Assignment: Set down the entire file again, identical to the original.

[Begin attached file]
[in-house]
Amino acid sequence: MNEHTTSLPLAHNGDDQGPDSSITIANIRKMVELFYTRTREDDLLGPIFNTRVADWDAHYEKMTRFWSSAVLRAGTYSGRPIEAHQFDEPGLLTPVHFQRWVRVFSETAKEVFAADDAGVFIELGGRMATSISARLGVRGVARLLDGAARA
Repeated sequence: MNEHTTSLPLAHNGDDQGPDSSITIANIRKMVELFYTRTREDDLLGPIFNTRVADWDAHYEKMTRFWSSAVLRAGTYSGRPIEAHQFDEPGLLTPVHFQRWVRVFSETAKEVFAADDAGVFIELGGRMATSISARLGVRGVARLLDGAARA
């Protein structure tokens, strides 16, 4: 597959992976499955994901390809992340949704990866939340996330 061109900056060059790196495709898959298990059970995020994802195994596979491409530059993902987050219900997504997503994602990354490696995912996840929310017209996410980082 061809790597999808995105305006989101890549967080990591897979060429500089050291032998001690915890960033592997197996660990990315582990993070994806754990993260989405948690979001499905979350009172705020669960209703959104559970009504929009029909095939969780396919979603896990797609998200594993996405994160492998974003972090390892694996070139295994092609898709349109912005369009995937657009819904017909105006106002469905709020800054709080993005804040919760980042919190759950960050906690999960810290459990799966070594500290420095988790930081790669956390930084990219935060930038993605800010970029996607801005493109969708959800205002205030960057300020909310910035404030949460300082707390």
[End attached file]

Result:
[in-house]
Amino acid sequence: MNEHTTSLPLAHNGDDQGPDSSITIANIRKMVELFYTRTREDDLLGPIFNTRVADWDAHYEKMTRFWSSAVLRAGTYSGRPIEAHQFDEPGLLTPVHFQRWVRVFSETAKEVFAADDAGVFIELGGRMATSISARLGVRGVARLLDGAARA
Repeated sequence: MNEHTTSLPLAHNGDDQGPDSSITIANIRKMVELFYTRTREDDLLGPIFNTRVADWDAHYEKMTRFWSSAVLRAGTYSGRPIEAHQFDEPGLLTPVHFQRWVRVFSETAKEVFAADDAGVFIELGGRMATSISARLGVRGVARLLDGAARA
């Protein structure tokens, strides 16, 4: 597959992976499955994901390809992340949704990866939340996330 061109900056060059790196495709898959298990059970995020994802195994596979491409530059993902987050219900997504997503994602990354490696995912996840929310017209996410980082 061809790597999808995105305006989101890549967080990591897979060429500089050291032998001690915890960033592997197996660990990315582990993070994806754990993260989405948690979001499905979350009172705020669960209703959104559970009504929009029909095939969780396919979603896990797609998200594993996405994160492998974003972090390892694996070139295994092609898709349109912005369009995937657009819904017909105006106002469905709020800054709080993005804040919760980042919190759950960050906690999960810290459990799966070594500290420095988790930081790669956390930084990219935060930038993605800010970029996607801005493109969708959800205002205030960057300020909310910035404030949460300082707390």